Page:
Writing 101: Exchanging Favors

The indie author community is getting bigger all the time, and it's important that you get some sort of edge or advantage in order to stand out (and keep selling books). So it becomes necessary to work with other indies and book bloggers who are part of the community. But be wary of exchanging favors. When you trade gifts, you may not get something of equal value in return. 

Swapping Stuff

You know how it works: you scratch my back, I'll scratch yours. What's in it for me? What do I get out of this deal? Nothing comes for free. There are a thousand cliches all about how you have to give in order to get, and that's kind of how it works when it comes to exchanges within the indie author community.

You can't join a forum group without bumping into a review-exchange thread, or shake a stick without seeing a dozen posts about trading blog follows fall down around you. Like my Facebook page and I'll like yours. Follow me so I can follow you back. The list goes on and on...and on. And if you actually wade through 13 forum pages and like all those blogs and Twitter accounts and Facebook pages...how many people do you think will actually return that favor? 

Not very many. Exchanges are tough because you may wait a while to get your return gift, and it mightn't ever come. Review circles are hard to manage, and people who read forums disappear. Twitter accounts get suspended, and Facebook interest fades away. Exchanging favors can work up to a point, but you can't rely on help from the community to sell your books.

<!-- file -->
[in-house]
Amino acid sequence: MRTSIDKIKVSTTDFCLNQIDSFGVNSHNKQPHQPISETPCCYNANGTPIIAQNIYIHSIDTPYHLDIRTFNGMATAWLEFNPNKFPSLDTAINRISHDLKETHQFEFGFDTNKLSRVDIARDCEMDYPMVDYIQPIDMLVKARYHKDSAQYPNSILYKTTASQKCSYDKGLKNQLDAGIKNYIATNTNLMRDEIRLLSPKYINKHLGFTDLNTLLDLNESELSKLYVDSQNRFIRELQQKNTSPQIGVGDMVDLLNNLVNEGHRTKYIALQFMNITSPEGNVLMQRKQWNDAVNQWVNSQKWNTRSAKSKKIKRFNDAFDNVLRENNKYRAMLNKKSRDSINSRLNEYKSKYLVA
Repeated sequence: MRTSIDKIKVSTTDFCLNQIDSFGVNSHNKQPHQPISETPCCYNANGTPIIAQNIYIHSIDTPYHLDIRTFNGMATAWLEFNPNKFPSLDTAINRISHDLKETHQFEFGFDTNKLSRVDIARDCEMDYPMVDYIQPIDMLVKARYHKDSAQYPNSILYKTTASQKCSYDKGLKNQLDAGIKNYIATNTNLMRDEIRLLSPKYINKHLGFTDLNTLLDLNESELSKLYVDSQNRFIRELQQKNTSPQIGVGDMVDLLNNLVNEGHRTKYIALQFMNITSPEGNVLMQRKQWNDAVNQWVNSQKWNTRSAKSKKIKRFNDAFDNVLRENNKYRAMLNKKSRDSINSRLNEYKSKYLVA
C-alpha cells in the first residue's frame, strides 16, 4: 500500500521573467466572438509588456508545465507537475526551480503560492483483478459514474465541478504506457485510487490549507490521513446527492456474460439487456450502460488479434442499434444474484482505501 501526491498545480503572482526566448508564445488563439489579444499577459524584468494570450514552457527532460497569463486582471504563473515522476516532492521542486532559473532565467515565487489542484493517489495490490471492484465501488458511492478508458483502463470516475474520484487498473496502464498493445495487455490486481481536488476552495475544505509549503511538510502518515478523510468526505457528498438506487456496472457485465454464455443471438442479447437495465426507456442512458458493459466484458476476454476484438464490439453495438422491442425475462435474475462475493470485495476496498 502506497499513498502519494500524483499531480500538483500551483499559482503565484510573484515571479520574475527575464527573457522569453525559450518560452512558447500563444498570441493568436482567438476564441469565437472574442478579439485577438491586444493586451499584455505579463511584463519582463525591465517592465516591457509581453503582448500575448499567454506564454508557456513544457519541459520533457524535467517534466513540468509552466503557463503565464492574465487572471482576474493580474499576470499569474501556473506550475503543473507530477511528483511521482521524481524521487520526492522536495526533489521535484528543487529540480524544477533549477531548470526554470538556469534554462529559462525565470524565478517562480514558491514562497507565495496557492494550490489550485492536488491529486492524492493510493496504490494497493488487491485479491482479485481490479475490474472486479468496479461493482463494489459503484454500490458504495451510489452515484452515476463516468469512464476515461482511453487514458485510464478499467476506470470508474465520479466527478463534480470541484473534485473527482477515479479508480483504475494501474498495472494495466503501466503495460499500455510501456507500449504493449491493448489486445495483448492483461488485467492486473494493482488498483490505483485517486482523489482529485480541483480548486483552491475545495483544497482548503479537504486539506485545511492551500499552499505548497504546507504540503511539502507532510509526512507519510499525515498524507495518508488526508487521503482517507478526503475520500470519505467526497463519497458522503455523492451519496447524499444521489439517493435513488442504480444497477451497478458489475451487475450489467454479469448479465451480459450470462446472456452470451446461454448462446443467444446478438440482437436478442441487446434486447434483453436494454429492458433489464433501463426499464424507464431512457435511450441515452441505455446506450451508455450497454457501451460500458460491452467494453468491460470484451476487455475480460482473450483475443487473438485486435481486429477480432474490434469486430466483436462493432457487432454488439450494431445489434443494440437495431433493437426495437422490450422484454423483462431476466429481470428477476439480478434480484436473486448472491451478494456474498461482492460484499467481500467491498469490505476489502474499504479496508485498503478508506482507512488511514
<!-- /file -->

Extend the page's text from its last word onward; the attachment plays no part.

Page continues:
The thing about swapping is this: those other indie authors all want something, too. They want to sell books just like you do. So it may be a good idea to exchange a few favors to get something valuable -- a guest blog post, a spot on a prominent book tour, a great many more followers, a few book reviews. But lots of random following and review-promising isn't going to go very far, because promises easily given are also easily forgotten. 

Exchanging favors becomes a waste of time if you do it all the time, and it takes away from more focused promotion you could be doing. So use your favors wisely to get something truly valuable from them, and work on individual marketing that really does succeed.

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  1. I stay away from swapping favours. If I review a book, it's because I have something I want to say/share about it. I don't expect anything in return. And if people want to review my books, I don't feel compelled to return the favour because I assume (rightly or wrongly) that they are operating under the same beliefs as me.

  2. That seems like a sound policy, Annalisa! Thanks for weighing in.